Gov. Herbert delivers State of the State address

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Utah Gov. Gary Herbert delivers his State of the State address at the Utah State Capitol, Wednesday, Jan. 30, in Salt Lake City. Behind Herbert are Speaker of the House Brad Wilson, left, R-Kaysville, and Senate President Stuart Adams, R-Layton. (Spenser Heaps/The Deseret News via AP, Pool)

Utah Gov. Gary Herbert delivered the 2019 State of the State address to the Utah Legislature Wednesday, Jan. 30, where he addressed tax reform, education, air quality and sustainable growth.

Utah faced drought, was ravaged by wildfires and lost five officers in the line of duty in 2018. Herbert recognized the losses of West Valley code officer Jill Robinson, Draper Fire Battalion Chief Matthew Burchett, National Guard Major and North Ogden Mayor Brent Taylor, South Salt Lake police officer David Romrell and Provo police officer Joseph Shinners. He recognized their families and thanked them for their sacrifices to keep Utah safe.

Despite the challenges of 2018, Herbert remained positive and spoke about the progress the state has made since last year.

“Look how far we have come,” Herbert said. “With positive job growth in every sector, Utah is now the healthiest and most diverse economy in the nation.”

The Legislature is looking for ways to sustain rapid growth because of the growing economy, and according to Herbert, Utah’s limiting factors are affordable housing, air quality and water.

“I can only address a few of these complex challenges tonight, but they are all worthy of our best deliberations over the next 42 days,” Herbert said.

Herbert announced the Legislature’s responsibility to spend over a billion dollar surplus due to the hard work of Utah citizens and the decisions of legislators to wisely spend tax dollars.

“With this surplus, let’s pay down some debt and invest in efforts that will pay future dividends. Let’s prioritize the surplus toward our biggest challenges,” Herbert said.

The governor proposed a $225 million sales tax cut — the largest tax cut in Utah’s history — to thank citizens for creating the surplus.

Herbert also announced plans to modernize Utah’s tax code, making it his top legislative priority. Herbert cited the tax on buggy whips, while Uber and Lyft remain tax exempt.

Herbert said he is concerned with the narrowing tax base and what it means for the future government systems it funds, like public courts and Medicaid.

“If the sales tax base of statewide economic activity were represented by a group of ten friends who meet at a restaurant for dinner, when the bill came in 1980, seven of the ten helped picked up the tab. But today, when the bill comes only four pay for it and six of them walk away without paying a dime,” Herbert said. “If these trends continue, it is absolutely unsustainable.”

Herbert set education as the state’s highest budget priority. With graduation rates up 11 percent since Herbert took office, he said he is eager to keep the trend going.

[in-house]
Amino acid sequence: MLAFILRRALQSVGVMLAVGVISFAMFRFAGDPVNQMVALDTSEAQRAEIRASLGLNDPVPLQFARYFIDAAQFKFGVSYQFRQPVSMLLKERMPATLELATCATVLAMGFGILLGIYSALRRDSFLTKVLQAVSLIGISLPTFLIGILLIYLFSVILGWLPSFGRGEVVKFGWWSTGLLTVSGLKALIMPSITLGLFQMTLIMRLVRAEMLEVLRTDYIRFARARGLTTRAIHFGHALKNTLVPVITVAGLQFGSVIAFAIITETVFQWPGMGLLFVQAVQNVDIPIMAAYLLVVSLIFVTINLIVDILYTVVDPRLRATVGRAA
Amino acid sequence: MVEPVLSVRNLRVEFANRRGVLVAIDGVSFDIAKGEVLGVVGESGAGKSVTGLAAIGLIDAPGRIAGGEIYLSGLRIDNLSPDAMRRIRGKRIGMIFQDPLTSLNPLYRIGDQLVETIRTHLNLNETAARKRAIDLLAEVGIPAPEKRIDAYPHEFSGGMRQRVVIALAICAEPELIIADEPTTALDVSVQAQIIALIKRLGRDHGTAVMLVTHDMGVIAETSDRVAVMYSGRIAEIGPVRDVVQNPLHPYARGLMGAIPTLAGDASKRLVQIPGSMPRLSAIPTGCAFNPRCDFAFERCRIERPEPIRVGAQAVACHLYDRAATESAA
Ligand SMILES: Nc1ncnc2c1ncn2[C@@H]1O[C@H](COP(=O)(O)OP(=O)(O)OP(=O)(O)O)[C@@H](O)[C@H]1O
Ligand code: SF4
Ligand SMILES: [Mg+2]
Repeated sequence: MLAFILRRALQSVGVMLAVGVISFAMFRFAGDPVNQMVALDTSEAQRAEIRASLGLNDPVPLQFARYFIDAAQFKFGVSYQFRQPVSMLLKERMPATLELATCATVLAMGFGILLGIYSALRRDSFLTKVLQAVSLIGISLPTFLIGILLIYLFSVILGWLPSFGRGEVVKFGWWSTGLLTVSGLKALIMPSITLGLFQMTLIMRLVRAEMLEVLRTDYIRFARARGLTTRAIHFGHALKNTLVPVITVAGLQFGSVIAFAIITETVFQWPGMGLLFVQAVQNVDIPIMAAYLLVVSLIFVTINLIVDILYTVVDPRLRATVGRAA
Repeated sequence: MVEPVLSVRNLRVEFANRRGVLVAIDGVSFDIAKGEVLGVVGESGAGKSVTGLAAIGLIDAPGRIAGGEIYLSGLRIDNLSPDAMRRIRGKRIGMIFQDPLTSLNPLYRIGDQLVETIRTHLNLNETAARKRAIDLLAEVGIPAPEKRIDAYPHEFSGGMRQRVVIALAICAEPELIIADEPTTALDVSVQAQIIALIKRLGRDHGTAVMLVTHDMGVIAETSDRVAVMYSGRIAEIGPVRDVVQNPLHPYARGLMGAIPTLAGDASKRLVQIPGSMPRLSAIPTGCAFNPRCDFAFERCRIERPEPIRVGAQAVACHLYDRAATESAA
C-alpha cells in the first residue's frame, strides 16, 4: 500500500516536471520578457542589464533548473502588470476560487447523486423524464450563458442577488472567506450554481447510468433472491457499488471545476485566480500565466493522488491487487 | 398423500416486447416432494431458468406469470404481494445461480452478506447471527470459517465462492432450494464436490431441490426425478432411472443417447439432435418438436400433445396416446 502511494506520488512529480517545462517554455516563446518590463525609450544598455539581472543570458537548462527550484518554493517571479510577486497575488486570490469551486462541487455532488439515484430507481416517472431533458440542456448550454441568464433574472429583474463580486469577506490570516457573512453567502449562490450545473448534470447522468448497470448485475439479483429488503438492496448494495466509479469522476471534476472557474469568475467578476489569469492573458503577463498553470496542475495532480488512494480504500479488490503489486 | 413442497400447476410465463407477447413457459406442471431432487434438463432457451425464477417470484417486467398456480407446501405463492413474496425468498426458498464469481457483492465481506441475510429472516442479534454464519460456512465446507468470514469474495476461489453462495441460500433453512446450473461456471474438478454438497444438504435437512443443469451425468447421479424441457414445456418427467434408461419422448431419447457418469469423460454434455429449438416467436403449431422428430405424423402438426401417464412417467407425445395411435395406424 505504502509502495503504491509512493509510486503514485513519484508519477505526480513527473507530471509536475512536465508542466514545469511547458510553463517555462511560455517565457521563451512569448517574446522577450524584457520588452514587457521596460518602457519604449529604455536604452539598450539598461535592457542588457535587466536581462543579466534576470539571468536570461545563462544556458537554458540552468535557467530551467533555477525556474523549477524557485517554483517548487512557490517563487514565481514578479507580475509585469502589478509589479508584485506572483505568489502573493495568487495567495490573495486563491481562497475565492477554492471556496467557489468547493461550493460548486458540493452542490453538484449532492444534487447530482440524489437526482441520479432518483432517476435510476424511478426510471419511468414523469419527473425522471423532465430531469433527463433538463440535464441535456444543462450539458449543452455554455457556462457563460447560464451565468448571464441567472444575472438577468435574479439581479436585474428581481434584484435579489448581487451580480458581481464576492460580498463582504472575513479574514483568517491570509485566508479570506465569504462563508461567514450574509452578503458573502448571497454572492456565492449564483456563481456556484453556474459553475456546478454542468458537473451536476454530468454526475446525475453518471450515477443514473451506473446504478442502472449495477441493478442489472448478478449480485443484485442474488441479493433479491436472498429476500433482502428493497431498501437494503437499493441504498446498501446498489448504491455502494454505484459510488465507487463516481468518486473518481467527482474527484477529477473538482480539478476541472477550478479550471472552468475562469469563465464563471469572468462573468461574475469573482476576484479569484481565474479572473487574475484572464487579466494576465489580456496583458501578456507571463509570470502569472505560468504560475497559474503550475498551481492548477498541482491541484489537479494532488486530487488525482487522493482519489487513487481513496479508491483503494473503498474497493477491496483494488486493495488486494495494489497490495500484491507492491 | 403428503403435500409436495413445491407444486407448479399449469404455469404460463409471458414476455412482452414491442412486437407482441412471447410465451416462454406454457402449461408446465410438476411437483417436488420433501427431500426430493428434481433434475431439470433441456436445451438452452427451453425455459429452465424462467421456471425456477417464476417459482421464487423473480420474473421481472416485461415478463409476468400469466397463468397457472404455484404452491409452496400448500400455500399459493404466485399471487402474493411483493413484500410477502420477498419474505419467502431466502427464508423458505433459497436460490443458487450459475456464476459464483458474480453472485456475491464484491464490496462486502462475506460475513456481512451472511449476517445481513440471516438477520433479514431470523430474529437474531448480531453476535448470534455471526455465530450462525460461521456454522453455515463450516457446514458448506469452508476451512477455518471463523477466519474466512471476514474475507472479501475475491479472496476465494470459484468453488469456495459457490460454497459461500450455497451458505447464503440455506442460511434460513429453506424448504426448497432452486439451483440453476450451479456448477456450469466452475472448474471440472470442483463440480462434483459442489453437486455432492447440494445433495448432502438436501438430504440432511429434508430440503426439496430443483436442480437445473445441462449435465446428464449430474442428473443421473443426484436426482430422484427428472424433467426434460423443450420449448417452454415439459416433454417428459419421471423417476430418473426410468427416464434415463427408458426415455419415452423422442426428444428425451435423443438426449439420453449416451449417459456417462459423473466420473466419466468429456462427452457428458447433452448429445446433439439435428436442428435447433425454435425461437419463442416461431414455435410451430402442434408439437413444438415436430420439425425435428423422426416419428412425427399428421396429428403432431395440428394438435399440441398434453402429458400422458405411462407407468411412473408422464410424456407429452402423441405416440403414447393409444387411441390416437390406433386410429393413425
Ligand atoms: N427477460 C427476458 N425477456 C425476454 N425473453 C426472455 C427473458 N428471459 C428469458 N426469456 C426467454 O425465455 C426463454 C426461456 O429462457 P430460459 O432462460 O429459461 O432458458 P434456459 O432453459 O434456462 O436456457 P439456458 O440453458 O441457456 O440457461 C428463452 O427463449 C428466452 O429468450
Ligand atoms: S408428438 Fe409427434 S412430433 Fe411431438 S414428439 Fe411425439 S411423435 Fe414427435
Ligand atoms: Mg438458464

“I believe, and the people of Utah believe, and I know that you also believe, that there is no better investment that we can make than in our Utah students,” Herbert said.

The Legislature set a goal of investing an additional $1 billion into the state public education fund, which he says will fund a 4 percent increase in the Weighted Pupil Unit.

He said the budget increase will also contribute to counseling and mental health services in schools and provide facility upgrades. According to Herbert, the budget increase will more than cover the growth of new students. The governor also announced the Legislature will allocate a one time $50 million deposit into a fund for financially disadvantaged college students to improve accessibility.

Herbert warned students to be wary of the increasing fascination with socialism, saying tyranny and poverty follow economic systems in which states control production, bureaucrats allocate resources and governments pick the winners and the losers.

“That is why I support Representative Jefferson Moss’s bill to strengthen the curriculum in our required financial literacy course to include instruction on the core economic principles that have given us our freedom and our prosperity,” Herbert said.

Addressing air quality concerns, Herbert announced his goals to provide 300 electric vehicle charges for public use and 800 charging stations at private businesses to incentivize accessibility for low-emission vehicles.

Combined with incentives to replace wood-burning stoves, increase public transportation use and replace old vehicles and machinery with battery-powered options, Utah will reduce dangerous pollutants in the atmosphere by 14,000 tons, Herbert said.

To close, Herbert mentioned the 150th anniversary of the completion of the first transcontinental railroad. Acknowledging the many forgotten Irish immigrants, underpaid Chinese, freed slaves and exiled Mormons that worked on the project, Herbert shared three lessons.

“First, we can and we should do more to protect the nameless, the outcast and the vulnerable. Second, even in times of deep division and discord, even when some naysayers are betting against us, great things can be envisioned and can be accomplished. And finally, although we come from diverse backgrounds and experience, we can work side-by-side, sunup to sundown, with the spirit of cooperation to lay a foundation for our future prosperity,” Herbert said.

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